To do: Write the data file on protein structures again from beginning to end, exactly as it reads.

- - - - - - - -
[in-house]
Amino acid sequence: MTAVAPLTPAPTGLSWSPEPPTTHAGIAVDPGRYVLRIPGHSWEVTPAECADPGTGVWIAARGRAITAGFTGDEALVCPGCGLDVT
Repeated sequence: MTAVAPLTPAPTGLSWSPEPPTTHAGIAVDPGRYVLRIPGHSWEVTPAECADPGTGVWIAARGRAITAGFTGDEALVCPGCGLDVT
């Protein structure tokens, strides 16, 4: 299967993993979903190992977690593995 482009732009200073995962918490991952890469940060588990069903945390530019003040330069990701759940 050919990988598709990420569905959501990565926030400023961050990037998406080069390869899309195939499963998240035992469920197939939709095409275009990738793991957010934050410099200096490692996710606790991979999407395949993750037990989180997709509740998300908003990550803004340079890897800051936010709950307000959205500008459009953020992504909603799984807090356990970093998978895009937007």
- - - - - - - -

[in-house]
Amino acid sequence: MTAVAPLTPAPTGLSWSPEPPTTHAGIAVDPGRYVLRIPGHSWEVTPAECADPGTGVWIAARGRAITAGFTGDEALVCPGCGLDVT
Repeated sequence: MTAVAPLTPAPTGLSWSPEPPTTHAGIAVDPGRYVLRIPGHSWEVTPAECADPGTGVWIAARGRAITAGFTGDEALVCPGCGLDVT
């Protein structure tokens, strides 16, 4: 299967993993979903190992977690593995 482009732009200073995962918490991952890469940060588990069903945390530019003040330069990701759940 050919990988598709990420569905959501990565926030400023961050990037998406080069390869899309195939499963998240035992469920197939939709095409275009990738793991957010934050410099200096490692996710606790991979999407395949993750037990989180997709509740998300908003990550803004340079890897800051936010709950307000959205500008459009953020992504909603799984807090356990970093998978895009937007």